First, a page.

Hot Potato Lunch #2

Overview

Description: Students pass a beanbag "Hot Potato" style, answering lunch trivia questions whenever you say "freeze!"
Objective: Students will recognize the importance of eating a variety of foods for lunch.
Materials: Softball, Koosh Ball, or beanbag

Activity

  1. Ask the students to stand in a large circle.
  2. Tell them just as with breakfast, there are many healthy lunch foods to choose from.
  3. Ask a few students for examples of their favorite healthy lunch foods.
  4. Remind them that even though they might love, love, love that food, if they ate it all day long every day it wouldn’t taste good anymore. Say, "That’s our body’s way of saying we need lots of different kinds of foods, a variety of foods, to be healthy. Each food does something very special and very different for our bodies (e.g. apples which keep our skin healthy and milk which keeps our bones healthy)."
  5. Hand one student the ball.
  6. Explain that the students should pass the ball from one person to the other ("Hot Potato" style) until you say "freeze."
  7. Then, you will ask a question. Whoever has the ball when you say "freeze" should answer it.
  8. Some sample questions are:
    • What is a red fruit you can have at lunch?
    • What is your favorite healthy drink?
    • What is your favorite sandwich to eat at lunch?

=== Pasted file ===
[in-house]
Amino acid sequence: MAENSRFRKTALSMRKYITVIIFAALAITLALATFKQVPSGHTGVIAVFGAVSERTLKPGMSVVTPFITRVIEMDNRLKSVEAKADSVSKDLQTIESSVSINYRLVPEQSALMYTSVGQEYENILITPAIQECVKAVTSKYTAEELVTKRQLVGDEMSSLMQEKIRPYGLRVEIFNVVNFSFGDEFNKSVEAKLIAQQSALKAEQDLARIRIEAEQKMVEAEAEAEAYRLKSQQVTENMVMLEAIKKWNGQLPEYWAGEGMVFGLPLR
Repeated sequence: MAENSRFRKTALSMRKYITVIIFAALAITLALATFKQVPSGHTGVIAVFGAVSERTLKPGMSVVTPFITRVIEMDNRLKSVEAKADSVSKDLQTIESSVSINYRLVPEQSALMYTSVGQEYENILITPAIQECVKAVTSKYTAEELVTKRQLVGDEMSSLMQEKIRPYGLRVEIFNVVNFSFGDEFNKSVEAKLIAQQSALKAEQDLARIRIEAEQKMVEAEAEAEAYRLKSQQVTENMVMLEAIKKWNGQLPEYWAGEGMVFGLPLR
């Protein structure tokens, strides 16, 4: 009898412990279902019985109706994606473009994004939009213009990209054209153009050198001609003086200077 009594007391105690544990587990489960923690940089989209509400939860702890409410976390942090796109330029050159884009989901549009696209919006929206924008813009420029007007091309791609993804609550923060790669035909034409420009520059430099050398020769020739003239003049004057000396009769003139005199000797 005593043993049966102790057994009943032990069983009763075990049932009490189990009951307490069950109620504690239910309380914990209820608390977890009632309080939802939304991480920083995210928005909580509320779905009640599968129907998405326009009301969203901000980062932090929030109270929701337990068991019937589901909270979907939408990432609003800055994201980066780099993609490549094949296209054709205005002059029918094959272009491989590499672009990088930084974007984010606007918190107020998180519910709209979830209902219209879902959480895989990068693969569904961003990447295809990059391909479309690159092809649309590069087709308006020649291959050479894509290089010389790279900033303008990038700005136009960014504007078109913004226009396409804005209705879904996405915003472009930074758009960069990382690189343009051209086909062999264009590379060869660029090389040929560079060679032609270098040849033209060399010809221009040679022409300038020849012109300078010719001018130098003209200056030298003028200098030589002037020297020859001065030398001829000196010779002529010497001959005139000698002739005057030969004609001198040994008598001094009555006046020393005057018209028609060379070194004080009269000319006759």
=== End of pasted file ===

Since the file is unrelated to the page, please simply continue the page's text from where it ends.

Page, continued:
• What is your favorite green lunch food?
    • What crunchy vegetables can you eat for lunch?
    • What is your favorite orange lunch food?
    • What is your favorite flavor of low-fat yogurt?
  9. If time permits, review some of the healthy lunch foods mentioned.

Activity Note

If a student names a food or drink high in sugar or fat, gently guide her or him to think of a healthier substitute (e.g., if they say "soda," remind them soda is high in added sugar and is a "slow" drink. Ask them to name a "go" drink such as low-fat milk, 100% fruit juice, etc).

Background Information

Children should be encouraged to eat foods from each of the five food groupings everyday. These groupings are:

  • grains (whole grains are healthiest)
  • vegetables
  • fruits
  • milk and milk products (low-fat milk or milk products are the healthiest choices)
  • meats, beans, nuts

For this age group, it is more effective to encourage variety through color rather than food grouping.

Possible Responses:

  • Red fruits—apples, raspberries, strawberries
  • Healthy drinks—low-fat milk, 100% fruit juice and other natural fruit juices, natural fruit smoothies, water, seltzer
  • Healthy sandwiches—grilled turkey, chicken, or tuna on whole grain (brown) bread with lettuce
  • Green foods—spinach, string beans, cucumber, apples
  • Crunchy vegetables—carrots, cucumbers, peppers, snap peas
  • Healthy orange foods—carrots, low-fat cheddar cheese, oranges
  • Low-fat yogurt flavors—strawberry, raspberry, blueberry, vanilla, peach

Related National Standards

NHES: 1.2.1, 7.2.1
NSPSELA: E3b
NS: NS.K-4.6
NSPE: 1, 2, 5

Further information about the National Standards can be found here